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Meet Ryan Rivas

Today we’d like to introduce you to Ryan Rivas.

Every artist has a unique story. Can you briefly walk us through yours?
Photography wasn’t always a passion of mine, but I quickly fell in love with it after purchasing a toy camera on a whim. As summer break was approaching during my final year in college, I thought it would be fun to have a camera to capture memories with my friends. However, I soon found out that I really enjoyed taking photos of people. It wasn’t long after this summer that I bought my first “real” camera. I wanted to buy a Leica, but the camera was, and still is, too expensive for me! So, I instead found a Cold War-era Soviet Leica copy, the Zorki-6. And as they say, the rest is history.

Please tell us about your art.
My photography today focuses primarily on portraiture work, companied with fashion, lifestyle and occasionally intimate/boudoir work. I’ve always been fascinated by capturing emotion with a single image frame. With everyone being able to take photos with their smart phones now, I feel I have to constantly challenge my limits in order to make a photo that stands out from the plethora of work available on sites like Instagram.

I’m always most intrigued by the eyes of my subject, as I believe they serve as the portal to the emotion I want the viewers to feel. Ultimately, I want the viewer to be able to feel something when looking at my images.

Given everything that is going on in the world today, do you think the role of artists has changed? How do local, national or international events and issues affect your art?
With the advent of social media and smartphones, it’s now more important than ever to stay ahead of the curve as an artist. We, as a collective, have become reliant on instant gratification, which I feel is more a curse than a blessing. It is nice to have instant access to everything, like news about the latest world events, because it brings us closer to the far reaches of the world. However, I also feel that this instantaneous communication acts as a detriment to long lasting impressions on our audience. People are now more fickle than ever. What once was fifteen minutes of fame being now only fifteen seconds. And while the goal of an artist may not be to gain fame and fortune, this fleeting mindset of the general masses makes growing a following very difficult.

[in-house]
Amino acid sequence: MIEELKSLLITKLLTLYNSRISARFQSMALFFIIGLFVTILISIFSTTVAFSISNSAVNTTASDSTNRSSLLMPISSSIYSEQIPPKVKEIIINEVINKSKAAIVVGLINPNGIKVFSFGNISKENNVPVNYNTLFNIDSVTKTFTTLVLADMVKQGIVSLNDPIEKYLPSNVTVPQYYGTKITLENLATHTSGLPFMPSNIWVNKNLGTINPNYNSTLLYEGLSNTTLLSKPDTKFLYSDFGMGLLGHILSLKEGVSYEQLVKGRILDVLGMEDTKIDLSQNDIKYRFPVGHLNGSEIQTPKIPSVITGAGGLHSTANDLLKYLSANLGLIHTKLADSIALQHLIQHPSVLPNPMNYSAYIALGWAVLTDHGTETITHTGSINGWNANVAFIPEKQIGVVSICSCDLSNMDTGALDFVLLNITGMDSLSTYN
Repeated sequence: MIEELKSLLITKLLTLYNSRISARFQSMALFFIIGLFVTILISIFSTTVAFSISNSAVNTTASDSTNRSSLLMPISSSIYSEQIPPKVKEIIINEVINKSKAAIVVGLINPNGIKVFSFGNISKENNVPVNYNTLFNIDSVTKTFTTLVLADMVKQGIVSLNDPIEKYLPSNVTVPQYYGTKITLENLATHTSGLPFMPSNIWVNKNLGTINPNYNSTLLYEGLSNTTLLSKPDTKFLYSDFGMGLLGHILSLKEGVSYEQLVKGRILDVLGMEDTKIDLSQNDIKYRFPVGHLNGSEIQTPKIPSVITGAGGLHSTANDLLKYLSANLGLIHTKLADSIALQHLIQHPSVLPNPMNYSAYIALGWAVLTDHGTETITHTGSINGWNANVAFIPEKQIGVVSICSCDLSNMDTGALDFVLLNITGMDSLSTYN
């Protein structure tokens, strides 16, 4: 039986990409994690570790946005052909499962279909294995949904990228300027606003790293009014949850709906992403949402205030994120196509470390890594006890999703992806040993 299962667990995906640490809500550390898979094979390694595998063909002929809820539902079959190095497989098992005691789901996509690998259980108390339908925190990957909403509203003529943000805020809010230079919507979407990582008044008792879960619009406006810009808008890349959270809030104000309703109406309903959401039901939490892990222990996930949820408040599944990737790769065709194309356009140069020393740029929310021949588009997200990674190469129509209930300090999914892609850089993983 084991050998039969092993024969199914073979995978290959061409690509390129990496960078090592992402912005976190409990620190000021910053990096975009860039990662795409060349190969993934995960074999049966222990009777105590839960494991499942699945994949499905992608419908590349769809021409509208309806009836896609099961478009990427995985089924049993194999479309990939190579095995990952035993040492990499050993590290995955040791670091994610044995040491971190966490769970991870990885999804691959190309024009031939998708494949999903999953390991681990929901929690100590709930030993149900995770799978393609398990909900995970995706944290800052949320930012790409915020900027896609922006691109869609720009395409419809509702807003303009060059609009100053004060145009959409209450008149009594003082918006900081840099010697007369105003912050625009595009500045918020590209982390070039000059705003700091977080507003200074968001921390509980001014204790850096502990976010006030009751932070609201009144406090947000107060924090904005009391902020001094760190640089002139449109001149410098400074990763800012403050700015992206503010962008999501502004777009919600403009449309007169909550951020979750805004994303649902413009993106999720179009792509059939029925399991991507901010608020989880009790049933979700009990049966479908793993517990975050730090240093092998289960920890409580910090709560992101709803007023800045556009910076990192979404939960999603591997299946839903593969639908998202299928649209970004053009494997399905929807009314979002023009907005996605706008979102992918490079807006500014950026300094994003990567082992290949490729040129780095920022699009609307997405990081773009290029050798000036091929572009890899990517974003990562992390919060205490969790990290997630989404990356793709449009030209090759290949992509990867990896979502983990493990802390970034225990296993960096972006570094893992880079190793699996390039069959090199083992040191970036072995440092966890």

How or where can people see your work? How can people support your work?
I have been published in small indie fashion magazines like Edward Magazine and You Are Fire Magazine and have also been seen in Chicago’s CS Men’s Book. Most of my newest work can be found on Instagram (@rivasphotography) and on my website. I’m still working at getting my first big break, as I’d love to shoot a campaign for a fashion label!

Contact Info:

Image Credit:
Portrait of Ryan Rivas by Melissa Ferrara

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